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StephenHurner.com

StephenHurner.com

Fiscalité, non-résidents, expatriés, Commission,tax, taxes.

Time to have a new Directive in place of the 883/2004 one and other considerations.

WORK IN PROCESS (WIP)

When I read on Linkedin the fascinating comments on Directive 883/2004 I remain doubtful, for a layman it is not easy to follow all this very complex information. However, I wonder if it isn’t time to amend it? I will take an example that should trigger further thoughts.

It concerns a Belgian resident who works eighty to ninety per cent of his time as managing director of a company governed by Belgian law on Belgian territory under the Belgian social security scheme for self-employed persons and the other ten to twenty per cent in Holland as an employee of a Dutch company. According to Directive 883/2004 he will be subject for all his remuneration to the Dutch social security even though he works on Dutch territory only ten to twenty percent of his time. If he worked less than ten percent (six, seven, eight?) in Holland his activity could be considered as accessorily and the executive would then remain subject for all his remuneration to the Belgian social security for the self-employed.

This regime challenges us because "it makes no sense". To make liable an executive to a social security scheme for employees of a Member State, even though he carries out predominantly his activity in another Member State under a social security scheme for the self employed, does not respect any proportionality and is not justified. Admittedly there is the principle of subjection to a single social security system but in the case considered its application leads to an aberration. One may wonder also whether there is not a discrimination against the situation of the same executive resident in Belgium and working there as an employee eighty to ninety percent of his time and ten to twenty percent as an employee in Holland since, in this latter situation, the Dutch remuneration would then fall under the Belgian social security scheme for employees. Why is it different when the executive works mainly in Belgium under the social security system for the self employed being subsidiarily employed in Holland?

Let us also mention the situation of the executive of, say, fifty years old who, in our example, has faced a duality of social schemes under Regulation 1408/71, which was maintained under Directive 883/2004 since the States considered that the transitional regime applied. He learns now from the decision n° C-33/2018 of June, 6th 2019 of the European Court of Justice that, for all his remuneration, he had to be subject to the Dutch social security since 2010 because the transitional regime did not apply. This situation, which is not isolated, is a violation of the right of every European to legal security, a right which is nevertheless recognized by the case law of the same Court of Justice and the European Court of Human Rights as well. Indeed, the Court interprets a clear text entering into force in 2010 and which, according to the reading of the States and the doctrine, falls within a transitional period ending on 1 May 2020 without limiting the effects of its decision as did, in point 58, 3rd paragraph the European Court of Human Rights in the decision "Marckx v. Belgium of 13 June 1979: "Having regard to all these circumstances, the principle of legal certainty, necessarily inherent in both the law of the Convention and Community law, exempts the Belgian State from calling into question acts or legal situations prior to this judgment".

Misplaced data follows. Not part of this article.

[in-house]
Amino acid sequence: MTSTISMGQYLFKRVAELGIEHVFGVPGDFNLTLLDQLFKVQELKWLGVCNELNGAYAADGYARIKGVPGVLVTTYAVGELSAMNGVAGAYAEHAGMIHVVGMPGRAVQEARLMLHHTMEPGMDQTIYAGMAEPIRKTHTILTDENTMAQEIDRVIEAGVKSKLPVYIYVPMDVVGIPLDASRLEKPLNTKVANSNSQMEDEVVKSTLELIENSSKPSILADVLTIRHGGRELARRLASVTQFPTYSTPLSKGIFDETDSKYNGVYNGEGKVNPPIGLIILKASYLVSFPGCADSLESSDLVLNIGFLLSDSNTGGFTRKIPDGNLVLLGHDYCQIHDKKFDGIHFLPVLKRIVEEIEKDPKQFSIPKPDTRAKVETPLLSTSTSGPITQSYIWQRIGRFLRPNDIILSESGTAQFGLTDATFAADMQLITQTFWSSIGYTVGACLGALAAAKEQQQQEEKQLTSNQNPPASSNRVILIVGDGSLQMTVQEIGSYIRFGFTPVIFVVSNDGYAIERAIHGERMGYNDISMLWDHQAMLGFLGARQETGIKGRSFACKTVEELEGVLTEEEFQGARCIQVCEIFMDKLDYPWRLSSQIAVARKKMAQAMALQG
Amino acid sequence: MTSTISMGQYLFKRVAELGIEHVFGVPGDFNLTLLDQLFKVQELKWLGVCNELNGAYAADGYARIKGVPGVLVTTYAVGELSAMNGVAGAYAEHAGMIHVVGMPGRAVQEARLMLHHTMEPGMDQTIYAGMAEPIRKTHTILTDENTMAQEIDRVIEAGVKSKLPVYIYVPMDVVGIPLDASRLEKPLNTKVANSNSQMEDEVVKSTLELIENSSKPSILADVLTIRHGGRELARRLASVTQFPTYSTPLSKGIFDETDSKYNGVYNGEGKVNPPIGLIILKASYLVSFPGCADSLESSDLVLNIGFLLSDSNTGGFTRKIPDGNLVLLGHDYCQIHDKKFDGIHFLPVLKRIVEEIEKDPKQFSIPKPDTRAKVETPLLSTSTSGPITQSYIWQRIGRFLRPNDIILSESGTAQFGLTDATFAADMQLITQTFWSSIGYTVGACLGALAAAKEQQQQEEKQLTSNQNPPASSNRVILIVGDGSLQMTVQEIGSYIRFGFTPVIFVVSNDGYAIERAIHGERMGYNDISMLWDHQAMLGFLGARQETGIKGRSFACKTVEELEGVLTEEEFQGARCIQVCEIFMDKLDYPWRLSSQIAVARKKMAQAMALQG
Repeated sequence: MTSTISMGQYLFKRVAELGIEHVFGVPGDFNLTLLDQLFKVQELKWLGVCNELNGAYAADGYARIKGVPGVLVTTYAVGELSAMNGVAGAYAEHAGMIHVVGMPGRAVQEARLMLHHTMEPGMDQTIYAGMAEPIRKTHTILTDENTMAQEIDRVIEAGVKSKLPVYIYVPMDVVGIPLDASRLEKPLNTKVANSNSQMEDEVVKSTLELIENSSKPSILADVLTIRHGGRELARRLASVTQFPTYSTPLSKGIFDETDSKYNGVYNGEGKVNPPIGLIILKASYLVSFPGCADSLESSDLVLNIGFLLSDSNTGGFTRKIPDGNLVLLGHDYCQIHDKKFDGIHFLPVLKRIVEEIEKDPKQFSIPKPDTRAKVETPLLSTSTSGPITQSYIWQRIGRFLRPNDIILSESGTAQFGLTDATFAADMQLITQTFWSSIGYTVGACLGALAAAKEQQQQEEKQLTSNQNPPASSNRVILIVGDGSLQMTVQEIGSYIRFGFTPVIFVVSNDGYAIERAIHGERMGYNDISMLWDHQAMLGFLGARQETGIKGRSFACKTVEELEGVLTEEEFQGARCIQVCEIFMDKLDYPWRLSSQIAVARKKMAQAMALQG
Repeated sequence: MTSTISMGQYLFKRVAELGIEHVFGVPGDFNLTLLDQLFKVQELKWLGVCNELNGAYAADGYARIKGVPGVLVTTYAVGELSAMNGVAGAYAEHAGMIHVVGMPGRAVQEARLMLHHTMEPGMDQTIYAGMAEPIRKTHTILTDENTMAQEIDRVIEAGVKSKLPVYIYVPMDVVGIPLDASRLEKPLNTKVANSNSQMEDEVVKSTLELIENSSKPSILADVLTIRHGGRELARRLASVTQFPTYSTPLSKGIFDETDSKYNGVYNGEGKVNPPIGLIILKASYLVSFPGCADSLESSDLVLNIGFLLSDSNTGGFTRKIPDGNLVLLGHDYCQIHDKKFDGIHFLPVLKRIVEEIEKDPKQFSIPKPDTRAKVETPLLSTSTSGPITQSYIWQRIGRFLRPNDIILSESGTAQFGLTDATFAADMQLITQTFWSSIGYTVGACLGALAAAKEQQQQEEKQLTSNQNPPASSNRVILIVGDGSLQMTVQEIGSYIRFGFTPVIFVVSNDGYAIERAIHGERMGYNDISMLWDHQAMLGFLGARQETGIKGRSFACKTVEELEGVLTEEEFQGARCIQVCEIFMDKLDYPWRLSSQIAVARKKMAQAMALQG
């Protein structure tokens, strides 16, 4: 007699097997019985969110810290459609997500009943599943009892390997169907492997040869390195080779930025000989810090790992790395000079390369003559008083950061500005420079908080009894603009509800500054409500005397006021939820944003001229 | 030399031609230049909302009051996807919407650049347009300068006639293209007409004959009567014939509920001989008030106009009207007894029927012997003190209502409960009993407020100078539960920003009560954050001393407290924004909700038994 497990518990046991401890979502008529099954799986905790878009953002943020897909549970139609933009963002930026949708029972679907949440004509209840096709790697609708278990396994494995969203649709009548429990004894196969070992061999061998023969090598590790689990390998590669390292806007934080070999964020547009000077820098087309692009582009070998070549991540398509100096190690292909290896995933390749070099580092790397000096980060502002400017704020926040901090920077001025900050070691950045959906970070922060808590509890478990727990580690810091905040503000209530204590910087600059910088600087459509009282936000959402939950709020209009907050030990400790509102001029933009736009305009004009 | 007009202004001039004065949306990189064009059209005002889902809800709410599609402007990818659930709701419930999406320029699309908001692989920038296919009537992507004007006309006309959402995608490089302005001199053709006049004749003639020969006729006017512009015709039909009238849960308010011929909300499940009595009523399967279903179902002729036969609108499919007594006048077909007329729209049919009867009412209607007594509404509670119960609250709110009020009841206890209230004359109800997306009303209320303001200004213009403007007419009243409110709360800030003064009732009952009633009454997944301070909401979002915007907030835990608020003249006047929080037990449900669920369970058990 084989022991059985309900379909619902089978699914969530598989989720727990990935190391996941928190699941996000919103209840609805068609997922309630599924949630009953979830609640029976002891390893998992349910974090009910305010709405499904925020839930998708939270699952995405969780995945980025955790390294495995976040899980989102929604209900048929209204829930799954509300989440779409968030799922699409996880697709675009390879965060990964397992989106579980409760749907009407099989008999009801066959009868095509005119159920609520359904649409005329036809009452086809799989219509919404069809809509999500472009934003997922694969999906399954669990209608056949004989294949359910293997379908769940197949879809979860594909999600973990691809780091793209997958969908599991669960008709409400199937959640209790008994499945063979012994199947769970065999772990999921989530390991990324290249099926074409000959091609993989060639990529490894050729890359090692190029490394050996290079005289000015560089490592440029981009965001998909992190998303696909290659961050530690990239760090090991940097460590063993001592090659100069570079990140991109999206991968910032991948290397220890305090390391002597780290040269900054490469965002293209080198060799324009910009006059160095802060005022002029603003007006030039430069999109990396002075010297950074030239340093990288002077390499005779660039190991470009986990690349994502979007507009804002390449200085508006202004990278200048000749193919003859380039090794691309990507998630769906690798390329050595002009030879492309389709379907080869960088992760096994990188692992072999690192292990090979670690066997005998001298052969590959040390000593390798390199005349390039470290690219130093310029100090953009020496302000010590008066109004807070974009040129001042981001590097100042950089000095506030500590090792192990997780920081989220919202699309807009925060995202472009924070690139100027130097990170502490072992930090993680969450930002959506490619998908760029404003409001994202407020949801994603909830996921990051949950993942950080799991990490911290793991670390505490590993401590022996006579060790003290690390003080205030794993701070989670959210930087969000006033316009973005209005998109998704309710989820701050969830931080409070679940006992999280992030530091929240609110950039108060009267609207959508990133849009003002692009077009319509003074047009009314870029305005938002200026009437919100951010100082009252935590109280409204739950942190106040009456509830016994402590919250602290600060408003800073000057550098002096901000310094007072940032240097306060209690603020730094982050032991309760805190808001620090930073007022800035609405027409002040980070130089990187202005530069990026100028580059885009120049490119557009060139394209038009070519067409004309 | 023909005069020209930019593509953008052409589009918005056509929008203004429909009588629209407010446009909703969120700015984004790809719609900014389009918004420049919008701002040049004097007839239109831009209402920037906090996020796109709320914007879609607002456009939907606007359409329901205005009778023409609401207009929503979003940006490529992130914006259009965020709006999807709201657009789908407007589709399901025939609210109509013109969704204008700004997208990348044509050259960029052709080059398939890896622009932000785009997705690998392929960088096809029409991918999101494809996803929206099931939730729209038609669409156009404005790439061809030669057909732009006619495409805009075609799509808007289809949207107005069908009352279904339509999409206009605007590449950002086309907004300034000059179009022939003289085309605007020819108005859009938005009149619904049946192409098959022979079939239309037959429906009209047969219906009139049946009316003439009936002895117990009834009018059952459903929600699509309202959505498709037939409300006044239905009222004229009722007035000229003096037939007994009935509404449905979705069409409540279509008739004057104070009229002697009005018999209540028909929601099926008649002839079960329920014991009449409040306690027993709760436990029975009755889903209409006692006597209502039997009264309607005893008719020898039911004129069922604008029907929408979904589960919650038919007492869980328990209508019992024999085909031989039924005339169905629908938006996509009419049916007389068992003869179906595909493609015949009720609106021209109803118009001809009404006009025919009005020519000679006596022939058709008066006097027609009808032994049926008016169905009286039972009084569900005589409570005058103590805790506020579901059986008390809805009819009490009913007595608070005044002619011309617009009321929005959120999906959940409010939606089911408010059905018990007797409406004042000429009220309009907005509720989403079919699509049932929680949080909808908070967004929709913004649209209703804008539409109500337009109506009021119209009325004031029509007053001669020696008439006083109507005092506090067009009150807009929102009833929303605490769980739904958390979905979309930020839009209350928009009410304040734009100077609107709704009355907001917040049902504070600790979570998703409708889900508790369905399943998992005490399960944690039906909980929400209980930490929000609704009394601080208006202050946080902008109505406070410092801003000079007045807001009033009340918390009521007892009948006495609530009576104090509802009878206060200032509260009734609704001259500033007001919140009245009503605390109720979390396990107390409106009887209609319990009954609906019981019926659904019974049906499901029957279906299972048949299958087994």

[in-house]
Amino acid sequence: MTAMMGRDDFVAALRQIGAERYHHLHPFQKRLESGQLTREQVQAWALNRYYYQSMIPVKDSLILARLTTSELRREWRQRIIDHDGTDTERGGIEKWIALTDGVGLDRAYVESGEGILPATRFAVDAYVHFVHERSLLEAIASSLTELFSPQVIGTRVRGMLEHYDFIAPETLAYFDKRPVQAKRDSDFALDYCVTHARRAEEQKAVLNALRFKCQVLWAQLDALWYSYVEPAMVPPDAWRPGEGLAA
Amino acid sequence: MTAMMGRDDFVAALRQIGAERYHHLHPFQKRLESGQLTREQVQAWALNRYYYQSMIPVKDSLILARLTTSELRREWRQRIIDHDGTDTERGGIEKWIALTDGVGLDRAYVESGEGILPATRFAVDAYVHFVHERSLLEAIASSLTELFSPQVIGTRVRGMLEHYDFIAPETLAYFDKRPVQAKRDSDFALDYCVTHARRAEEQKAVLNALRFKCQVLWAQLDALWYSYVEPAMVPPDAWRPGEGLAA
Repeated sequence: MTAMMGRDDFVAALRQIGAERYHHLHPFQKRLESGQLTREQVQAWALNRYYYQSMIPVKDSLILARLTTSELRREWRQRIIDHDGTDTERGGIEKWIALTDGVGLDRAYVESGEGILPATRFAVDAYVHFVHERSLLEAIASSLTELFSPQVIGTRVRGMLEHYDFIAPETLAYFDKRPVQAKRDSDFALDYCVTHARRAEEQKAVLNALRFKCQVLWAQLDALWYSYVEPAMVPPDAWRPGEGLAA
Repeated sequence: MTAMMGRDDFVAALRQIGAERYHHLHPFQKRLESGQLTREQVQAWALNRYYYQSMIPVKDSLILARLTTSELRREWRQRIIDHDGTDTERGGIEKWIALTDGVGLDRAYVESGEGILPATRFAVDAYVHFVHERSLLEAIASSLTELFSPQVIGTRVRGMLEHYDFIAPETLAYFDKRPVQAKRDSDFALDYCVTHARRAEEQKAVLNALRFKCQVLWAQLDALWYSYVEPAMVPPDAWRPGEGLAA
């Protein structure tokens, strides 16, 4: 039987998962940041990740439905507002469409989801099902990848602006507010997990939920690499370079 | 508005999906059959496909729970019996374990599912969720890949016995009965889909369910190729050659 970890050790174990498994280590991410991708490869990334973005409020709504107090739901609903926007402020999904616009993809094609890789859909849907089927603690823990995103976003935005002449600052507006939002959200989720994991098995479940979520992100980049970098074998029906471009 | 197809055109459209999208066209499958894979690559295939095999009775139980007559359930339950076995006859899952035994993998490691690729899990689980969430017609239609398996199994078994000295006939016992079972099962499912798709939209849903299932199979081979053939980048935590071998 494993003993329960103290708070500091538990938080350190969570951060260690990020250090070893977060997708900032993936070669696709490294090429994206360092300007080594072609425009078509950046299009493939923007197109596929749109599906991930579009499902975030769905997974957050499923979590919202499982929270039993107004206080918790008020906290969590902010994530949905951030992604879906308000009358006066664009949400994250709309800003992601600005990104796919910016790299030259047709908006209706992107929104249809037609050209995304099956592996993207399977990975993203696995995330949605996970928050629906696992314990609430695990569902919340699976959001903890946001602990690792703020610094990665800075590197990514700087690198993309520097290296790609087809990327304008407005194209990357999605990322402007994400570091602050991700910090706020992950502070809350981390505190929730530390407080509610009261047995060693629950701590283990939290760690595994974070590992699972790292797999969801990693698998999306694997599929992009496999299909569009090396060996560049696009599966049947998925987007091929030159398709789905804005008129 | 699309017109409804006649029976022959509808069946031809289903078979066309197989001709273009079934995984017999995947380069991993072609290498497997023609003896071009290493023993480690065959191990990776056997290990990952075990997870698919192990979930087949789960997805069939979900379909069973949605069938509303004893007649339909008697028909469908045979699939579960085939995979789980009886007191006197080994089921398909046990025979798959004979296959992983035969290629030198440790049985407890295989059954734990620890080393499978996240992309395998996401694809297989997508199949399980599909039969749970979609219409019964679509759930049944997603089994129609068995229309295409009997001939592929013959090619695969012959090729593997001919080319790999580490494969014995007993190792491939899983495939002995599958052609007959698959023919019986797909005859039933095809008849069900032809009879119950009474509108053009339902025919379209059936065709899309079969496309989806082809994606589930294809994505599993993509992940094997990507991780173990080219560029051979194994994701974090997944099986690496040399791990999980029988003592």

As a conclusion, I would say that not only does this Directive 883/2004 have to be amended, but more generally the modus operandi of European law drafting as well. The lack of preparatory work of the Directives and the position of the Court of Justice in European law lead to a form of arbitrariness with a Court of Justice appropriating a legislative power. It is not healthy for the Court of Justice to make the law in the presence of clear texts, to be at the end of the legal chain, at the top of the pyramid of law, the alpha and omega. We must consider a structure such as the one that exists in France or Belgium where the decisions of the Court of Cassation, when it breaks a decision of a Court of Appel, are referred to another Court, Court of Appeal non-existent in European law.

We must have a "Constitutional Court" allowing everyone to challenge certain measures of a Directive as being contrary to the fundamental texts of the European Union or being discriminatory.

Europe will only be able to move forward if the method of preparing the Directives is more transparent with public preparatory documents that better reflect the will of the European legislator. The European Court of Justice must be more balanced by no longer be allowed to fill in, by sinusoidal decisions, the gaps of the European legislator in a landscape where its decisions do not guarantee the respect for the fundamental principles of legal certainty and non-discrimination in the absence of any possibility of recourse.

Stephen G Hürner

 

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